The rate at which people are developing diabetes has experts worried that we will not be able to keep up with the demand for insulin. According to a new study performed at Stanford University, 40 million people with type 2 diabetes won’t have access to the life-saving hormone by 2030.
In 1980, around 5% of adults around the globe had diabetes. Today, that figure almost doubled at roughly 9% — and global population has also swollen by another three billion individuals.
Sanjay Basu, Stanford Assistant Professor of Medicine, and colleagues, modeled the prevalence of type 2 diabetes in 221 countries between 2018 and 2030. The historical data that they used for their projections come from 14 studies that involved 60% of all people with type 2 diabetes around the world.
People with type 1 diabetes require supplemental insulin. Those with type 2 diabetes may eventually need insulin, but not necessarily. Type 2 diabetes is associated with obesity, poor diet, and physical inactivity.
The findings suggest that the total number of type 2 diabetes sufferers will increase by 20%, from 406 million in 2018 to 551 million in 2030. Half of these people would come from China (130 million), India (98 million), and the USA (32 million).
The researchers conclude in the journal The Lancet that of all these diabetes patients, 79 million would actually be in need of insulin to manage their diabetes. However, half of them won’t have access to an adequate supply of insulin, considering current trends.
“These estimates suggest that current levels of insulin access are highly inadequate compared to projected need, particularly in Africa and Asia, and more efforts should be devoted to overcoming this looming health challenge,” Basu said in a statement.
“Despite the UN’s commitment to treat non-communicable diseases and ensure universal access to drugs for diabetes, across much of the world insulin is scarce and unnecessarily difficult for patients to access. The number of adults with type 2 diabetes is expected to rise over the next 12 years due to ageing, urbanization, and associated changes in diet and physical activity. Unless governments begin initiatives to make insulin available and affordable, then its use is always going to be far from optimal.”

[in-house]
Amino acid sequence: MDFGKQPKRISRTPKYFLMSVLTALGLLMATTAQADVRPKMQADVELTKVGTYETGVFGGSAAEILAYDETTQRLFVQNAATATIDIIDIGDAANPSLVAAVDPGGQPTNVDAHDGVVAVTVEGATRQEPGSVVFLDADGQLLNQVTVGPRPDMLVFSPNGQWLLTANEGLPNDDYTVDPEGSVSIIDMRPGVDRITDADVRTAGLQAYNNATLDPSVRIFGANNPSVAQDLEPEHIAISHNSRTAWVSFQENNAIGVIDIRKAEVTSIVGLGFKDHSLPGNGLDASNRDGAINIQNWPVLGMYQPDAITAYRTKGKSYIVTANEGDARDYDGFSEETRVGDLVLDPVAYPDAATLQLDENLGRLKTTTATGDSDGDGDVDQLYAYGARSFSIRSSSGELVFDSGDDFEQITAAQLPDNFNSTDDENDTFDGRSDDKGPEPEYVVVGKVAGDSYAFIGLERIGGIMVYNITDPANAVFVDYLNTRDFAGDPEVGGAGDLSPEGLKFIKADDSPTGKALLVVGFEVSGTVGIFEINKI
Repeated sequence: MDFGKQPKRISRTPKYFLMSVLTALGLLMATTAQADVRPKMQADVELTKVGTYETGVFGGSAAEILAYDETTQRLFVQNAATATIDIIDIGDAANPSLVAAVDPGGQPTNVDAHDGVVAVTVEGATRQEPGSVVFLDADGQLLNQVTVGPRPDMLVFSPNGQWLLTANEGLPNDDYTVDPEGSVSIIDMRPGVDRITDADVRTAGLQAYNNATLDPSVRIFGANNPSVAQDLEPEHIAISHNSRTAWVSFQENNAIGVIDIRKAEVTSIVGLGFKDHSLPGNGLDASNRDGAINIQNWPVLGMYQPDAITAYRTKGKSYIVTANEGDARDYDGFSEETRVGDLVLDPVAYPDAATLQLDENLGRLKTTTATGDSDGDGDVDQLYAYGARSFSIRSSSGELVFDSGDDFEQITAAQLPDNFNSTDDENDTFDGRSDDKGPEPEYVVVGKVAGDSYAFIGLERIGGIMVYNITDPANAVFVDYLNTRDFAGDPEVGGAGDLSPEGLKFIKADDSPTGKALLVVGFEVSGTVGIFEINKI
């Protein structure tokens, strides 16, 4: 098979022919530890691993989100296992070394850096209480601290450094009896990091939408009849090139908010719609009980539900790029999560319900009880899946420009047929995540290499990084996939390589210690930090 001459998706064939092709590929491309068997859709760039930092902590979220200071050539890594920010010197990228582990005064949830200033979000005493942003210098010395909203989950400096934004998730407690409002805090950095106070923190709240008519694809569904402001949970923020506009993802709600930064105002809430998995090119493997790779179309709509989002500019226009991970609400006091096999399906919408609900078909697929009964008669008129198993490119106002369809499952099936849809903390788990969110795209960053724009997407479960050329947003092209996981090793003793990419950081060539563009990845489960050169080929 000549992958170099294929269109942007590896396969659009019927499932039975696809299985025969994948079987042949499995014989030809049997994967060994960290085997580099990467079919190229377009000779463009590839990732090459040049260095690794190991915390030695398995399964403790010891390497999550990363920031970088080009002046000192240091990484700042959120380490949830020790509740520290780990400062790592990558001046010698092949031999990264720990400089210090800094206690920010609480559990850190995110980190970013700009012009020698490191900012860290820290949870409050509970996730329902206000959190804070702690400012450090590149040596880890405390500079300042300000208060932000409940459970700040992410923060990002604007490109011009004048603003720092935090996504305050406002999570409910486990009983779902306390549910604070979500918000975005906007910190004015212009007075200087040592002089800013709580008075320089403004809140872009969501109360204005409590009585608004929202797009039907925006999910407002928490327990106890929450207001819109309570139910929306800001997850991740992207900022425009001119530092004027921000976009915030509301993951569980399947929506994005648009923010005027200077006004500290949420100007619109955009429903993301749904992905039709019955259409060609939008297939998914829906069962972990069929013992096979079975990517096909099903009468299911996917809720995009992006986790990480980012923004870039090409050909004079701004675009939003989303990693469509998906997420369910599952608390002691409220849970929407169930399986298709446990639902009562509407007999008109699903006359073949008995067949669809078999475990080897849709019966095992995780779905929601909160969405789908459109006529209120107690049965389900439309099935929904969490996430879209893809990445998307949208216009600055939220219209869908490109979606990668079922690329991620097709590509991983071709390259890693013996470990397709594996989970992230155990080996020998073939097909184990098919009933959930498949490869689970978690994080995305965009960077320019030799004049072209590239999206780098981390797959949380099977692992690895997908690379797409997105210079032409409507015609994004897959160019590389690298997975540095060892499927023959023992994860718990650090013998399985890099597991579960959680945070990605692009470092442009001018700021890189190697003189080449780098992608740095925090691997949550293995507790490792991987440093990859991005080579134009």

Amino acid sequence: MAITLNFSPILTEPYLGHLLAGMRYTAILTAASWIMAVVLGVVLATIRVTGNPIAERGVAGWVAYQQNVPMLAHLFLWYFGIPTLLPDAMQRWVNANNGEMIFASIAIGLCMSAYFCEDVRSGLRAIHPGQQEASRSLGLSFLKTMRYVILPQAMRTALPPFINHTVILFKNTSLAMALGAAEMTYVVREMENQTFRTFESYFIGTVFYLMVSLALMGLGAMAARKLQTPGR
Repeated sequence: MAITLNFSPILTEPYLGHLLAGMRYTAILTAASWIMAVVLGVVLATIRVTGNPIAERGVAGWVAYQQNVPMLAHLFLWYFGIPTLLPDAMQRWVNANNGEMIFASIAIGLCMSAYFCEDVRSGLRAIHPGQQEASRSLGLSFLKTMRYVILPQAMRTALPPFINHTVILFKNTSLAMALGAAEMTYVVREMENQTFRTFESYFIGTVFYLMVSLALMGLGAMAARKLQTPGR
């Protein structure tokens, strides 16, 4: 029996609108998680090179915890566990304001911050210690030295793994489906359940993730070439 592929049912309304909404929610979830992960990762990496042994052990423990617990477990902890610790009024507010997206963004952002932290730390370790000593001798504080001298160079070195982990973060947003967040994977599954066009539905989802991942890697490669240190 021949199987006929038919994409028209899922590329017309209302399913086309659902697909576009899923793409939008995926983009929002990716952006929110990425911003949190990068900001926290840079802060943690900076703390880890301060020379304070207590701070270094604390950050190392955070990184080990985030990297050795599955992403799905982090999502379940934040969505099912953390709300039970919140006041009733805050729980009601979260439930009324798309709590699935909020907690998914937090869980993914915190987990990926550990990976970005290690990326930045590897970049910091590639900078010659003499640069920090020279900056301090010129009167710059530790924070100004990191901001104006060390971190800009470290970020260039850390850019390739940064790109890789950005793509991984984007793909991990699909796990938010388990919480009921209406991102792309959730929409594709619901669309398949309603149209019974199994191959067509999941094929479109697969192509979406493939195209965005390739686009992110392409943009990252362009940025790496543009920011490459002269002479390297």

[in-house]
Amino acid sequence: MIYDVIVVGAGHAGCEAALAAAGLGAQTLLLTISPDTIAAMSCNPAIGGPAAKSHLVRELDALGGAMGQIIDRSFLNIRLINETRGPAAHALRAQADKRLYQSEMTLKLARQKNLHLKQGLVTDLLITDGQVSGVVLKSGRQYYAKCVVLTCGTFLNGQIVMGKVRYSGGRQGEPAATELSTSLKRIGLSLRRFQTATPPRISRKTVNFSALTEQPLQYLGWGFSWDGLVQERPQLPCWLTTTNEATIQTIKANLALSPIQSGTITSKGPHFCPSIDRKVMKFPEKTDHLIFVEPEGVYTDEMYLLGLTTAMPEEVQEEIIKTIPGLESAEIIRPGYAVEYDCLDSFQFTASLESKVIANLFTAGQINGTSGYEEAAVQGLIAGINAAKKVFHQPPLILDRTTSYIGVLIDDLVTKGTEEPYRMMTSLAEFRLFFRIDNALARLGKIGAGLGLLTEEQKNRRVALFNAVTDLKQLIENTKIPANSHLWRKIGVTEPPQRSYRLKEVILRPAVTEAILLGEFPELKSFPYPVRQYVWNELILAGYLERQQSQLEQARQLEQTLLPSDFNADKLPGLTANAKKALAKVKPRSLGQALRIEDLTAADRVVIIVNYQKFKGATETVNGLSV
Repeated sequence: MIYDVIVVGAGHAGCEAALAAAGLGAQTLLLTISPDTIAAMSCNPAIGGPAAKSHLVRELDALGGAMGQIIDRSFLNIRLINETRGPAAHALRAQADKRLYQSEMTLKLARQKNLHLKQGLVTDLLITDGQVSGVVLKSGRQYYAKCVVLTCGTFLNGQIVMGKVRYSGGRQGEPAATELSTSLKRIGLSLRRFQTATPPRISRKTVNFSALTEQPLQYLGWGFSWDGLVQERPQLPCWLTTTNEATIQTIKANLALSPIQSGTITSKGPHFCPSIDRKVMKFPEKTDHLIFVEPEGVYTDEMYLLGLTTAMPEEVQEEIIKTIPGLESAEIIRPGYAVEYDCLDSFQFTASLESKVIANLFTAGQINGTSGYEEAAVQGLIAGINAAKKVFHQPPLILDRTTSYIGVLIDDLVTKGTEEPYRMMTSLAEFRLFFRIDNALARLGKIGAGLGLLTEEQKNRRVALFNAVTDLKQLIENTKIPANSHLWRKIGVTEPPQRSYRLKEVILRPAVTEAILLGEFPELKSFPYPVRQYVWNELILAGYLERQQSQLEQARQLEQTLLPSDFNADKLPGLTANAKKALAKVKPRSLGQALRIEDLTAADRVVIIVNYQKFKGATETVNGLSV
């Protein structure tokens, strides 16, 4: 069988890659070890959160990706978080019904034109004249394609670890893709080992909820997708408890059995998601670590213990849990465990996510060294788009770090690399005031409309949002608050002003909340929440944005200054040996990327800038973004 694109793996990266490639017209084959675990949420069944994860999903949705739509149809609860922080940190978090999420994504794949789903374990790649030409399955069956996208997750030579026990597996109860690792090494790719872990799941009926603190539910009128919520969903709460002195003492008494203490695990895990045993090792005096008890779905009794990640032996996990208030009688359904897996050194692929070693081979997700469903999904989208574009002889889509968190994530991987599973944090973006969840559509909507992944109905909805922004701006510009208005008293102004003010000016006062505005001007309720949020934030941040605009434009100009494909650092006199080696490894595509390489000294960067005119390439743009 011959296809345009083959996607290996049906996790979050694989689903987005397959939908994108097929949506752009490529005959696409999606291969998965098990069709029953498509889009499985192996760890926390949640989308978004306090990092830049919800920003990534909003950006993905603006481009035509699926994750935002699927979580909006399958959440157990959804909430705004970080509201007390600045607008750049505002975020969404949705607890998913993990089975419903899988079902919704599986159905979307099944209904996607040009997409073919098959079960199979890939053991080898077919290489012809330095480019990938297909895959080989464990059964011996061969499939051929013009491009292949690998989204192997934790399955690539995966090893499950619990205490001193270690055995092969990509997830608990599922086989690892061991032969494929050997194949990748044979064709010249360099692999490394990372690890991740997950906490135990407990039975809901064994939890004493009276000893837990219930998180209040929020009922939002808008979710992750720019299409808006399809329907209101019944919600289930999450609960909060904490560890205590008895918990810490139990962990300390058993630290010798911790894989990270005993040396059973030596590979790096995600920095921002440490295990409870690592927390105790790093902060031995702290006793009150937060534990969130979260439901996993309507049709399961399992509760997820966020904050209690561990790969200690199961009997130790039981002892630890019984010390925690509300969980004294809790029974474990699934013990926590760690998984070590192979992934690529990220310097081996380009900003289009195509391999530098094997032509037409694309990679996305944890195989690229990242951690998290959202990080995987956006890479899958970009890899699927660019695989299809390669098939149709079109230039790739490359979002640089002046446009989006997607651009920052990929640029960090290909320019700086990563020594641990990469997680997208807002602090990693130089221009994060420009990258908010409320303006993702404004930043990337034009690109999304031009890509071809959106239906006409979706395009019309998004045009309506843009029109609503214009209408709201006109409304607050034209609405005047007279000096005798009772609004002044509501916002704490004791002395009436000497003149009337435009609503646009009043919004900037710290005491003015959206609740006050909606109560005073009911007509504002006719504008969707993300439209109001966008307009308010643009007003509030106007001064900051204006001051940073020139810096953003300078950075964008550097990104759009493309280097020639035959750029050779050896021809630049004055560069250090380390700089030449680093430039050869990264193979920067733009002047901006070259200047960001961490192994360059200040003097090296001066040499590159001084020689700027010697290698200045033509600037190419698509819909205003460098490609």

Having an accurate projection for insulin demand is important in order to mitigate healthcare risks. The issue is amplified by the fact that the treatment for diabetes is also highly costly — something that may be driven by business interests rather than free market forces. Only three manufacturers control most of the insulin supply of the world, all of which were accused of conspiring to hike prices intentionally. Between 2002 and 2013, the price of insulin tripled although there were only minimal increases in costs associated with the development of the treatment. The authors caution that unless governments intervene to make insulin more accessible and affordable, a huge number of people could risk not having access to life-saving treatment in the future.
“These comprehensive analyses explicitly accounted for a variety of circumstances. Nevertheless, they are based on mathematical models that are in turn based on other mathematical models. They are also based on a variety of assumptions… Such considerations suggest that predictions about the future need to be viewed cautiously. Regardless of these uncertainties, insulin is likely to maintain its place as a crucial therapy for type 2 diabetes, and as such a sufficient global supply needs to be estimated and ensured… Ongoing updates to models such as these that incorporate new data and trends as they accrue, may be the most reliable way of assuring their reliability and relevance to evidence-based care,” Dr. Hertzel Gerstein from McMaster University, who was not involved in the study, commented.